Chief Economist’s Weekly Brief – Not working

The first A.C. (After Covid!) PMI and labour market data confirm the scale of economic and social disruption. Central banks asked commercial banks to cancel dividends and share buybacks to boost their capacity to absorb losses and support lending. Financial and commodity markets are volatile, but grasp the profundity of events. 

New week, new record. More than 6.6m Americans applied for unemployment benefits in the week ended 28 March, smashing the previous record set just a week ago two times over. The numbers for just these two record-breaking weeks add about 6pp to unemployment rate taking it to 9.5%. And claims will probably stay elevated as more states introduce social distancing restrictions. It is likely that the US unemployment rate will surpass 10% recorded during the financial crisis. And the new unemployment records from the European countries are suggesting that the malaise is widespread.

Off the charts. The impact of lockdowns across Europe is becoming all too apparent. The March PMIs were littered with record lows, with the services sector extraordinarily weak. Germany’s service sector was the best of the Eurozone big-4 economies at 31.7, followed by France at 27.4 and Spain’s at 23.0. Italy’s services PMI plummeted to 17.4 – the second lowest PMI reading of all time. Only Taiwan’s manufacturing PMI in December 2008 has gone lower (14.7). Italy was ahead of its peers in implementing lockdown. Therefore its PMI acts as a guide as to what the rest of Europe could expect in April.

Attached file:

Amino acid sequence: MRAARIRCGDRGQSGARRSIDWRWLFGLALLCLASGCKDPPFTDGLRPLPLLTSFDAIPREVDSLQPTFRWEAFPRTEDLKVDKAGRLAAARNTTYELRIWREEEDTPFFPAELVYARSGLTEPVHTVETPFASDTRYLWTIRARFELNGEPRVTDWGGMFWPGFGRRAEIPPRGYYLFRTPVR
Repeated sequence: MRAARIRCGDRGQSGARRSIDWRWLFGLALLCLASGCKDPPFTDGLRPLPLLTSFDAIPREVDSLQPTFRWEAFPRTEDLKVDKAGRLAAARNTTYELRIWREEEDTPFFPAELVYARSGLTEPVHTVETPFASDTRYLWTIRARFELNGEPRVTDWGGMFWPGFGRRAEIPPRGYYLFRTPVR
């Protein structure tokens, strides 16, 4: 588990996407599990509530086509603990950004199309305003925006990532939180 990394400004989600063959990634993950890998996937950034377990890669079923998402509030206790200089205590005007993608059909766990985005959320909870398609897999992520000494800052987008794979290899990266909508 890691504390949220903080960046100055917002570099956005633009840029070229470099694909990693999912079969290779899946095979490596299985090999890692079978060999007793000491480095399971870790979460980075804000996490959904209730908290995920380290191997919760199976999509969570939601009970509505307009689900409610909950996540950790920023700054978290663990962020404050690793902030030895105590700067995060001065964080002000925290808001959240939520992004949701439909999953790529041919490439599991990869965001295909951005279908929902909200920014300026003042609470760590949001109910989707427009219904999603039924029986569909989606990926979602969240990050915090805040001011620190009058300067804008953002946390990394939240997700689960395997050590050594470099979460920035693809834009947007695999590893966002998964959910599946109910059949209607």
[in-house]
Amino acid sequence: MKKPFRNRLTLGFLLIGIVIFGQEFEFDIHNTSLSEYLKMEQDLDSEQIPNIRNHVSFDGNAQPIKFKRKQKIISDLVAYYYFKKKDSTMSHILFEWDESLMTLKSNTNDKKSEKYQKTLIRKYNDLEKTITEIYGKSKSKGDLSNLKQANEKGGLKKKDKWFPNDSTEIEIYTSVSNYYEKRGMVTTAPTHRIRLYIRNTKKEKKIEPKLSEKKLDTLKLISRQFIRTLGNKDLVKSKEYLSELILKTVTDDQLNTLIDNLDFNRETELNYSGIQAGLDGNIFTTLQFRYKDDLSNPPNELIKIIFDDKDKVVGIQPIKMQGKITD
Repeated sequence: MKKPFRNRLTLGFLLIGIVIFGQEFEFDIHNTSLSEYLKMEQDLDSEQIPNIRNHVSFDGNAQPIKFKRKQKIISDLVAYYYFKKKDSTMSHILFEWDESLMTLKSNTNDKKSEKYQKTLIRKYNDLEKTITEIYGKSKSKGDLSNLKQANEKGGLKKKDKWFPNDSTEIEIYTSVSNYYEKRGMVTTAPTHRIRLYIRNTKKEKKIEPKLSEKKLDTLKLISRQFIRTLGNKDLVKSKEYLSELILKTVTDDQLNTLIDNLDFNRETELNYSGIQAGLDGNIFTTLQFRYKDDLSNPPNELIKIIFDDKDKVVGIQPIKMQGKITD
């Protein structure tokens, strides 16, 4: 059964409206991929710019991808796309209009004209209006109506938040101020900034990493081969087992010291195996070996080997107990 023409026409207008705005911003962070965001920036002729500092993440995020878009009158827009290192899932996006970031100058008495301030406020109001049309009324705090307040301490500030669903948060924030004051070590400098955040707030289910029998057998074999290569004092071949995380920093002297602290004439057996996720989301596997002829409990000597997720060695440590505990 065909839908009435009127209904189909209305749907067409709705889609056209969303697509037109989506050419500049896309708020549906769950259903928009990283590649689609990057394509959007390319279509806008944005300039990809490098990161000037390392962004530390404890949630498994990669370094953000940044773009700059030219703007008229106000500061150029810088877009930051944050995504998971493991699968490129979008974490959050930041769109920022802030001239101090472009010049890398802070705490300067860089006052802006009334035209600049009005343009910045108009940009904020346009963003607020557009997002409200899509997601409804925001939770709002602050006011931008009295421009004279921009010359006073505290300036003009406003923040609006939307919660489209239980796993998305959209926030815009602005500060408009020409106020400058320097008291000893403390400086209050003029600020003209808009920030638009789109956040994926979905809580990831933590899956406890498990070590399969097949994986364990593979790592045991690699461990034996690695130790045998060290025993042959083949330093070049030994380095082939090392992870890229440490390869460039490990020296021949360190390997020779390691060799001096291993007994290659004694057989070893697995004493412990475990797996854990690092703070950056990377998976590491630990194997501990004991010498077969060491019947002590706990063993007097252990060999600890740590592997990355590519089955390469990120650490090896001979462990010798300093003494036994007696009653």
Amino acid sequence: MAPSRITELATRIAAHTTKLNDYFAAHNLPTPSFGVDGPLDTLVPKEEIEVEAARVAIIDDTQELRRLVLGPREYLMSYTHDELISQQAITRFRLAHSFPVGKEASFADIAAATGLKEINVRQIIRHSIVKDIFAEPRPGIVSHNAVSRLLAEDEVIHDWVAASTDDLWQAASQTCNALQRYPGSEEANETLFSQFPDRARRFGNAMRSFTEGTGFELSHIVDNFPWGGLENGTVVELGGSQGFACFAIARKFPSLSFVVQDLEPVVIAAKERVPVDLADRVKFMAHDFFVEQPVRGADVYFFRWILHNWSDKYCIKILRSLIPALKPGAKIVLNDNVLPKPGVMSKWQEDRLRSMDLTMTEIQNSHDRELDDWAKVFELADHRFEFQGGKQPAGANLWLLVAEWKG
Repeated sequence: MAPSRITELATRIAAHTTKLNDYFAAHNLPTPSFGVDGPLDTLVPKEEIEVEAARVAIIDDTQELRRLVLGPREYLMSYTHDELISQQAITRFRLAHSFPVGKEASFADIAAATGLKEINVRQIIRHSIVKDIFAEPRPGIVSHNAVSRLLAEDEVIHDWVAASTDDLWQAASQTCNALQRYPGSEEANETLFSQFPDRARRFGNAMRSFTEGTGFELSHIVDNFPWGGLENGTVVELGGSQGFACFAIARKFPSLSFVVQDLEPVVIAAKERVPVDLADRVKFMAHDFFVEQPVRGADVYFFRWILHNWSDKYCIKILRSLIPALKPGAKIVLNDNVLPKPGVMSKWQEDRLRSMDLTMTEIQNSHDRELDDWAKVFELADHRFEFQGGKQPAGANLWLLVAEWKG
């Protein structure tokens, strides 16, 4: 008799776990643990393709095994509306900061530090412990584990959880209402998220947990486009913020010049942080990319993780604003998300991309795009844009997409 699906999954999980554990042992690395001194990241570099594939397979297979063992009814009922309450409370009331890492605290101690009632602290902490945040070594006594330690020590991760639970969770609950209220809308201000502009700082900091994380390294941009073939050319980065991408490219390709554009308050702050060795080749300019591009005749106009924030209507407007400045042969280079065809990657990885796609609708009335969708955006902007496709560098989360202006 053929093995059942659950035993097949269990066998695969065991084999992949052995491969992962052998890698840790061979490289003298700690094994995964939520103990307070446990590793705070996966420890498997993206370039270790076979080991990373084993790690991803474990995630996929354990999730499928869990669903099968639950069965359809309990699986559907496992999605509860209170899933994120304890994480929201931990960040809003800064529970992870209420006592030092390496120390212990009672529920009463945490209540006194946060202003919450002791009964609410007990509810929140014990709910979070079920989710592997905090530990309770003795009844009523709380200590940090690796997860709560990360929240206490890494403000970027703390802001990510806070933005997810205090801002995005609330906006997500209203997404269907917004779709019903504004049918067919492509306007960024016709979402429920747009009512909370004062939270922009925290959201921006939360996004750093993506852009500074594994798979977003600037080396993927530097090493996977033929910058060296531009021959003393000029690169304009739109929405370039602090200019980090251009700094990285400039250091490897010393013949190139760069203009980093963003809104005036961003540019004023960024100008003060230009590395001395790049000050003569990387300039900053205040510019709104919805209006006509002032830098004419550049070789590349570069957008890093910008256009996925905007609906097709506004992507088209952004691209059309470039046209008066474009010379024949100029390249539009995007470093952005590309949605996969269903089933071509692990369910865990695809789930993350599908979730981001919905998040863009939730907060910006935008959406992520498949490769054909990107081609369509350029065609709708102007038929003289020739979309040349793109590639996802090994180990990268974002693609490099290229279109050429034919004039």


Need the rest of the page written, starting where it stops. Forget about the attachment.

Fragile. Global equity markets were under renewed downward pressure, on concerns about the rapid spread of Covid-19 across the Atlantic. A weaker than expected US March employment report fuelled worries about the US economic outlook. News that UK and European banks were cancelling dividend payments and stock buybacks weighed on the UK FTSE-100 and Euro Stoxx. Oil prices were volatile on a speculation of a Saudi Arabia/Russia agreement to cut oil production (later denied). The pound, meanwhile, was pretty steady against the US Dollar whilst posting modest gains against the Euro.